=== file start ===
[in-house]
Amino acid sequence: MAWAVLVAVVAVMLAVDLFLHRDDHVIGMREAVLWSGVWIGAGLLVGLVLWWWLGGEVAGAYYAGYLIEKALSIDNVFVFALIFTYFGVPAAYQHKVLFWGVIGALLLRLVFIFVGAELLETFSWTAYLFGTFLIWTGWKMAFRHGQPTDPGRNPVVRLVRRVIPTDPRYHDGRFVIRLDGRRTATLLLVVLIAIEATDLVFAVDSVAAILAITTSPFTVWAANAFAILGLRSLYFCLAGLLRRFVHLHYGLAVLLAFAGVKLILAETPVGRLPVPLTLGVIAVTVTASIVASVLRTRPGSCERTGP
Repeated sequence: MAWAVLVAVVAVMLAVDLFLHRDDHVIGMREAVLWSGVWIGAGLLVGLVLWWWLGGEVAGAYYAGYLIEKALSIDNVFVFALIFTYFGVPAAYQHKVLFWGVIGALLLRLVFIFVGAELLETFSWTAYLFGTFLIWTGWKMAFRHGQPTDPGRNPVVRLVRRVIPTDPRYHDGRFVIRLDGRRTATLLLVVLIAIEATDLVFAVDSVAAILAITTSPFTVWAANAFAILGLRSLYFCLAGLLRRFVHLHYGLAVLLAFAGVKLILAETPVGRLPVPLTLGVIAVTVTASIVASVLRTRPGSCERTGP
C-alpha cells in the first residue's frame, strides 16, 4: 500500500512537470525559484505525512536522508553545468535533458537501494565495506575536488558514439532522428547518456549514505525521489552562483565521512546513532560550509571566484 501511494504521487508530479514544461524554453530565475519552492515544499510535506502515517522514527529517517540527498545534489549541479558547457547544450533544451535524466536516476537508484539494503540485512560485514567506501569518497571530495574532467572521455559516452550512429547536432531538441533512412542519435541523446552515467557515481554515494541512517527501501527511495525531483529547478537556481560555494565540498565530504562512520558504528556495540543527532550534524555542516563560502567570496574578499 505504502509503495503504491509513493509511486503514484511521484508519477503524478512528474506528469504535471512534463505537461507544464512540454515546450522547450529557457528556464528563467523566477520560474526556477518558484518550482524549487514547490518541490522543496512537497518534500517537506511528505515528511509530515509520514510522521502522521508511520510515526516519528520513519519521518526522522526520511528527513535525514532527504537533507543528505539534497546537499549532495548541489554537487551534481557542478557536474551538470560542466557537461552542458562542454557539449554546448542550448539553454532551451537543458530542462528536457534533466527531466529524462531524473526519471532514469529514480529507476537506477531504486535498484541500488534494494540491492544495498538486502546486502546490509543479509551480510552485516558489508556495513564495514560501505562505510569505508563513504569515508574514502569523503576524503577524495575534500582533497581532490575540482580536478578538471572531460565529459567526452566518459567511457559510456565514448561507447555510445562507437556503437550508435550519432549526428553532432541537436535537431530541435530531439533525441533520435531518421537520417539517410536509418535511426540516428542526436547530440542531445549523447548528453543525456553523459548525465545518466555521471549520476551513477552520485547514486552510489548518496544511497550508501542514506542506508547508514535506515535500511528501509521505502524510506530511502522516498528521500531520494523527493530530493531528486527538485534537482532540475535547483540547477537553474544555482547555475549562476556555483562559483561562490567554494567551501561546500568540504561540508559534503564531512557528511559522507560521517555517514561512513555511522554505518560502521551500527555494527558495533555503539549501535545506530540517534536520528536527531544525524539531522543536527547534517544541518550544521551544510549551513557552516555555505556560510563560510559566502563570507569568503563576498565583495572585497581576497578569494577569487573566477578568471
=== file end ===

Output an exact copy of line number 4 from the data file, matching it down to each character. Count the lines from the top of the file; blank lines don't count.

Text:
C-alpha cells in the first residue's frame, strides 16, 4: 500500500512537470525559484505525512536522508553545468535533458537501494565495506575536488558514439532522428547518456549514505525521489552562483565521512546513532560550509571566484 501511494504521487508530479514544461524554453530565475519552492515544499510535506502515517522514527529517517540527498545534489549541479558547457547544450533544451535524466536516476537508484539494503540485512560485514567506501569518497571530495574532467572521455559516452550512429547536432531538441533512412542519435541523446552515467557515481554515494541512517527501501527511495525531483529547478537556481560555494565540498565530504562512520558504528556495540543527532550534524555542516563560502567570496574578499 505504502509503495503504491509513493509511486503514484511521484508519477503524478512528474506528469504535471512534463505537461507544464512540454515546450522547450529557457528556464528563467523566477520560474526556477518558484518550482524549487514547490518541490522543496512537497518534500517537506511528505515528511509530515509520514510522521502522521508511520510515526516519528520513519519521518526522522526520511528527513535525514532527504537533507543528505539534497546537499549532495548541489554537487551534481557542478557536474551538470560542466557537461552542458562542454557539449554546448542550448539553454532551451537543458530542462528536457534533466527531466529524462531524473526519471532514469529514480529507476537506477531504486535498484541500488534494494540491492544495498538486502546486502546490509543479509551480510552485516558489508556495513564495514560501505562505510569505508563513504569515508574514502569523503576524503577524495575534500582533497581532490575540482580536478578538471572531460565529459567526452566518459567511457559510456565514448561507447555510445562507437556503437550508435550519432549526428553532432541537436535537431530541435530531439533525441533520435531518421537520417539517410536509418535511426540516428542526436547530440542531445549523447548528453543525456553523459548525465545518466555521471549520476551513477552520485547514486552510489548518496544511497550508501542514506542506508547508514535506515535500511528501509521505502524510506530511502522516498528521500531520494523527493530530493531528486527538485534537482532540475535547483540547477537553474544555482547555475549562476556555483562559483561562490567554494567551501561546500568540504561540508559534503564531512557528511559522507560521517555517514561512513555511522554505518560502521551500527555494527558495533555503539549501535545506530540517534536520528536527531544525524539531522543536527547534517544541518550544521551544510549551513557552516555555505556560510563560510559566502563570507569568503563576498565583495572585497581576497578569494577569487573566477578568471